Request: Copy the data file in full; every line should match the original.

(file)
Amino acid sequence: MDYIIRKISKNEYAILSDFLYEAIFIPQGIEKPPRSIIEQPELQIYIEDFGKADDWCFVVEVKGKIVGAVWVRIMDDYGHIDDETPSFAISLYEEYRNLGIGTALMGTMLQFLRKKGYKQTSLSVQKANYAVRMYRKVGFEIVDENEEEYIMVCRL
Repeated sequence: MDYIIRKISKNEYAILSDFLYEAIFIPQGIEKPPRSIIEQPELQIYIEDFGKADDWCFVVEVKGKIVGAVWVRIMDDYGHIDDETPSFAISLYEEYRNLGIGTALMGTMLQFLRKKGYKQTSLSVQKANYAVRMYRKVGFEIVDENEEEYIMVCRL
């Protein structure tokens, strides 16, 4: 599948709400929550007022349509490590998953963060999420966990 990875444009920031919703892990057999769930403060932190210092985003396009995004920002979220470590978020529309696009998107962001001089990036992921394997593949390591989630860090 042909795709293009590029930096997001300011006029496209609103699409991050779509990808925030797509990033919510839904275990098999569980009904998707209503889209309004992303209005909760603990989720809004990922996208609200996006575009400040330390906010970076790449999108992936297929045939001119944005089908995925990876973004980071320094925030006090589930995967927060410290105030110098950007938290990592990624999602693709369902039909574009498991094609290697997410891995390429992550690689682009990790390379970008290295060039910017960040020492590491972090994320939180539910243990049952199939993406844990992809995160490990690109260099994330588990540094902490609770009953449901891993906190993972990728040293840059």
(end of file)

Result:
Amino acid sequence: MDYIIRKISKNEYAILSDFLYEAIFIPQGIEKPPRSIIEQPELQIYIEDFGKADDWCFVVEVKGKIVGAVWVRIMDDYGHIDDETPSFAISLYEEYRNLGIGTALMGTMLQFLRKKGYKQTSLSVQKANYAVRMYRKVGFEIVDENEEEYIMVCRL
Repeated sequence: MDYIIRKISKNEYAILSDFLYEAIFIPQGIEKPPRSIIEQPELQIYIEDFGKADDWCFVVEVKGKIVGAVWVRIMDDYGHIDDETPSFAISLYEEYRNLGIGTALMGTMLQFLRKKGYKQTSLSVQKANYAVRMYRKVGFEIVDENEEEYIMVCRL
């Protein structure tokens, strides 16, 4: 599948709400929550007022349509490590998953963060999420966990 990875444009920031919703892990057999769930403060932190210092985003396009995004920002979220470590978020529309696009998107962001001089990036992921394997593949390591989630860090 042909795709293009590029930096997001300011006029496209609103699409991050779509990808925030797509990033919510839904275990098999569980009904998707209503889209309004992303209005909760603990989720809004990922996208609200996006575009400040330390906010970076790449999108992936297929045939001119944005089908995925990876973004980071320094925030006090589930995967927060410290105030110098950007938290990592990624999602693709369902039909574009498991094609290697997410891995390429992550690689682009990790390379970008290295060039910017960040020492590491972090994320939180539910243990049952199939993406844990992809995160490990690109260099994330588990540094902490609770009953449901891993906190993972990728040293840059």